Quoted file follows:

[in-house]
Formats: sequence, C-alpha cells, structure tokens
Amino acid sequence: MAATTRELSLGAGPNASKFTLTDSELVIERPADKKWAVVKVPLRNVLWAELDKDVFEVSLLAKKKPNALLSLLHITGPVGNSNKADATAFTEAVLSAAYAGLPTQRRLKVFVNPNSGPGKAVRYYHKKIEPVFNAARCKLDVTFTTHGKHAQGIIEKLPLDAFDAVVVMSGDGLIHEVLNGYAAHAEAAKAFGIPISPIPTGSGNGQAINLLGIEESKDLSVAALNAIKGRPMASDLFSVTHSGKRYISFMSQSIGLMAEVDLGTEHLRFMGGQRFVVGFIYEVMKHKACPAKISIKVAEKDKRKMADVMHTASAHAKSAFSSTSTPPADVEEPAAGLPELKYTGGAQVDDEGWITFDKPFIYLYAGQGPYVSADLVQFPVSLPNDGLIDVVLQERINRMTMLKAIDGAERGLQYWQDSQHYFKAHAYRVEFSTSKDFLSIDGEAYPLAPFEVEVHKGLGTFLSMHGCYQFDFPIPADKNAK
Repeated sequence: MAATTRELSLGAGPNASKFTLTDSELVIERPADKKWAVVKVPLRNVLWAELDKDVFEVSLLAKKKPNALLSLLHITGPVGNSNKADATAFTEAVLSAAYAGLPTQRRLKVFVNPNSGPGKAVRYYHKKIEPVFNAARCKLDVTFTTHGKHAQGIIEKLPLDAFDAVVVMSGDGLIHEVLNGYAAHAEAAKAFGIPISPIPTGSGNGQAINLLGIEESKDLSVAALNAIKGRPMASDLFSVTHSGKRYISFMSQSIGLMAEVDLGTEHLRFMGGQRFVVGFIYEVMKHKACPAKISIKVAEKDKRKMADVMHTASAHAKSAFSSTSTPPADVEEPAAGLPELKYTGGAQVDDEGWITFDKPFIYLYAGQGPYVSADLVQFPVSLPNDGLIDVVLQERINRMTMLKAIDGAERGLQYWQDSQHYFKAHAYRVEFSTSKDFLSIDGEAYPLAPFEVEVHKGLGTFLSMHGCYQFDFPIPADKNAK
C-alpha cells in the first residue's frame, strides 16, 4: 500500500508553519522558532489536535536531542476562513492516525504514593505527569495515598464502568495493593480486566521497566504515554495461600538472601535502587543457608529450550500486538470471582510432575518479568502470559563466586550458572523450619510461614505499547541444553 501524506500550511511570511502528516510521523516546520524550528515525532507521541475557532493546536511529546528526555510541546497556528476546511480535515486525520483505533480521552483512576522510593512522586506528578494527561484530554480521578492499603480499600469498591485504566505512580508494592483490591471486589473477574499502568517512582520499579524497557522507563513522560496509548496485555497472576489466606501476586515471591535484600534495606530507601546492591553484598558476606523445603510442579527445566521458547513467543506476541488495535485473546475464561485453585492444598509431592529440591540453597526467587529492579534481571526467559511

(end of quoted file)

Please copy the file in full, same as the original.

[in-house]
Formats: sequence, C-alpha cells, structure tokens
Amino acid sequence: MAATTRELSLGAGPNASKFTLTDSELVIERPADKKWAVVKVPLRNVLWAELDKDVFEVSLLAKKKPNALLSLLHITGPVGNSNKADATAFTEAVLSAAYAGLPTQRRLKVFVNPNSGPGKAVRYYHKKIEPVFNAARCKLDVTFTTHGKHAQGIIEKLPLDAFDAVVVMSGDGLIHEVLNGYAAHAEAAKAFGIPISPIPTGSGNGQAINLLGIEESKDLSVAALNAIKGRPMASDLFSVTHSGKRYISFMSQSIGLMAEVDLGTEHLRFMGGQRFVVGFIYEVMKHKACPAKISIKVAEKDKRKMADVMHTASAHAKSAFSSTSTPPADVEEPAAGLPELKYTGGAQVDDEGWITFDKPFIYLYAGQGPYVSADLVQFPVSLPNDGLIDVVLQERINRMTMLKAIDGAERGLQYWQDSQHYFKAHAYRVEFSTSKDFLSIDGEAYPLAPFEVEVHKGLGTFLSMHGCYQFDFPIPADKNAK
Repeated sequence: MAATTRELSLGAGPNASKFTLTDSELVIERPADKKWAVVKVPLRNVLWAELDKDVFEVSLLAKKKPNALLSLLHITGPVGNSNKADATAFTEAVLSAAYAGLPTQRRLKVFVNPNSGPGKAVRYYHKKIEPVFNAARCKLDVTFTTHGKHAQGIIEKLPLDAFDAVVVMSGDGLIHEVLNGYAAHAEAAKAFGIPISPIPTGSGNGQAINLLGIEESKDLSVAALNAIKGRPMASDLFSVTHSGKRYISFMSQSIGLMAEVDLGTEHLRFMGGQRFVVGFIYEVMKHKACPAKISIKVAEKDKRKMADVMHTASAHAKSAFSSTSTPPADVEEPAAGLPELKYTGGAQVDDEGWITFDKPFIYLYAGQGPYVSADLVQFPVSLPNDGLIDVVLQERINRMTMLKAIDGAERGLQYWQDSQHYFKAHAYRVEFSTSKDFLSIDGEAYPLAPFEVEVHKGLGTFLSMHGCYQFDFPIPADKNAK
C-alpha cells in the first residue's frame, strides 16, 4: 500500500508553519522558532489536535536531542476562513492516525504514593505527569495515598464502568495493593480486566521497566504515554495461600538472601535502587543457608529450550500486538470471582510432575518479568502470559563466586550458572523450619510461614505499547541444553 501524506500550511511570511502528516510521523516546520524550528515525532507521541475557532493546536511529546528526555510541546497556528476546511480535515486525520483505533480521552483512576522510593512522586506528578494527561484530554480521578492499603480499600469498591485504566505512580508494592483490591471486589473477574499502568517512582520499579524497557522507563513522560496509548496485555497472576489466606501476586515471591535484600534495606530507601546492591553484598558476606523445603510442579527445566521458547513467543506476541488495535485473546475464561485453585492444598509431592529440591540453597526467587529492579534481571526467559511